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Academic Success and Career Center Cultivating Successful Scholars and Professionals

Internship Compensation Issues

Please note: This is Not Legal Advice

The information on this page is not legal advice – it is provided for informational purposes only. Please consult with your legal counsel regarding wage issues for your specific internship positions.


Offer a paid or unpaid internship?

We recommend you visit the following web page for detailed information from the Department of Labor on standards related to paid versus unpaid internships:

Fact Sheet #71: Internship Programs Under The Fair Labor Standards Act
It is always desirable to compensate interns

The average student at WSU graduates with $20,544 in debt, according to Kiplinger’s February 2011 edition. Students participating in paid internships can alleviate some of their student debt. Employers also benefit by attracting the best applicants and maintaining a stronger sense of accountability with their interns.

Federal Wage and Labor Laws

Whether or not an employer must pay an intern depends on the on-the-job experience that the individual will have in relation to the standard set forth under the Fair Labor Standards Act (FLSA), a federal law which establishes the minimum wages for work performed.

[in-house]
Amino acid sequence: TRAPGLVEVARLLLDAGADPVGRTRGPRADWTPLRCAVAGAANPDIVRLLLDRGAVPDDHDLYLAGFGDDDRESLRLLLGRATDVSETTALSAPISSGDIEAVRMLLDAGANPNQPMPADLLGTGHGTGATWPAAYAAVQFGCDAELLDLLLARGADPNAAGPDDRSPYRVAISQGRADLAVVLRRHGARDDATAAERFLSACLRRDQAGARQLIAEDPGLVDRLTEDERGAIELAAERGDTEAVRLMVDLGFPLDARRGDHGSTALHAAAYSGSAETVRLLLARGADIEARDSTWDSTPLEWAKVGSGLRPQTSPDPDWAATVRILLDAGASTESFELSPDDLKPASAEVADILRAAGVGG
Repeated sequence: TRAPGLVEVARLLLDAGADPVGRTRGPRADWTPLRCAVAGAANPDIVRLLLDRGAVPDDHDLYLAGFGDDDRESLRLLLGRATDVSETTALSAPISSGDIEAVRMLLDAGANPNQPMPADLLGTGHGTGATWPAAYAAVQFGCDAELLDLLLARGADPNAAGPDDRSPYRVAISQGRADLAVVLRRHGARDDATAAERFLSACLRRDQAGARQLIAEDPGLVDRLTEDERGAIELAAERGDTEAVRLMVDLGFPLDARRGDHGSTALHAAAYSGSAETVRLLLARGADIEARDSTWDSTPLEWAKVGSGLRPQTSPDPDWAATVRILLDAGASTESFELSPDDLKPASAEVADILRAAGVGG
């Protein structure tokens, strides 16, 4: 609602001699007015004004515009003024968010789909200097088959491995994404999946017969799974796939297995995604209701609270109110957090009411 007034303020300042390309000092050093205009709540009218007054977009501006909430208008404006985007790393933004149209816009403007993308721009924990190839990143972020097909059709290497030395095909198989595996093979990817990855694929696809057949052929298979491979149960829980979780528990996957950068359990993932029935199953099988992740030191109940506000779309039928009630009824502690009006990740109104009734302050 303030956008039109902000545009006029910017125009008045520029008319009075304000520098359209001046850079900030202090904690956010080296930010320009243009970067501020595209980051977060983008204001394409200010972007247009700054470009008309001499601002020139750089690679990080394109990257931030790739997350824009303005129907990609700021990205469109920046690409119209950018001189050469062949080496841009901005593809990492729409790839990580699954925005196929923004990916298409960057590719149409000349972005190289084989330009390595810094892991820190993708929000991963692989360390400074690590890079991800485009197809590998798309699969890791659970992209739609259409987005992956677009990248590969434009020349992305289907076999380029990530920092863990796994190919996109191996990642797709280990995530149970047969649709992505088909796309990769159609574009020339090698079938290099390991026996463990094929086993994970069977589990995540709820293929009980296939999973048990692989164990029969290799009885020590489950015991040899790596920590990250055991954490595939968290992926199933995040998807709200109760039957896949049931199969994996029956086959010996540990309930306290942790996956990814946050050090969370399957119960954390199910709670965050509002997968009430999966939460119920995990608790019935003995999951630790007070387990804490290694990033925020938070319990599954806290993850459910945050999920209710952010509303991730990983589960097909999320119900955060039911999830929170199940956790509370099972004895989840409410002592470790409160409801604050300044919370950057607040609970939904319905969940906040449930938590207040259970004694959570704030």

Pursuant to the FLSA, the U.S. Department of Labor (DOL) has developed six criteria for differentiating between an employee (entitled to minimum wage or above) and a learner/trainee (may be unpaid). The criteria for learner/trainee are:

  • The training is similar to that which would be given in a vocational school.
  • The training is for the benefit of the students.
  • The students do not displace regular employees.
  • The employer derives no immediate advantage from the activities of students.
  • The students are not entitled to a job at the end of the training period.
  • The employer and the student understand that the student is not entitled to wages.

A stipend is typically a lump sum, is not related to work performed, and usually covers costs associated with the internship like lodging, clothing, transportation, child care, and tuition; whereas salary/wages are received regularly and are related to work performed. Wage and hour law does not use the term “stipend.” If a person is entitled to be paid, then the stipend must equate to at least minimum wage.

The federal and state work-study programs will support students who are doing internships at qualifying organizations. Students must also be eligible for work-study financial aid.

How much should we pay an intern?

We recommend identifying a fair entry-level starting salary for a similar position at your organization and multiplying it by a percentage to determine the intern’s salary. The percentage will vary depending on the intern’s education level and experience. For example, a senior may earn 85-90%, a junior 80-85%, a sophomore 75-80%, and a freshman may earn 70-75% of a typical starting salary for a similar position. If you follow this rule of thumb, you can offer increases each year to returning interns and stay within your current salary structure.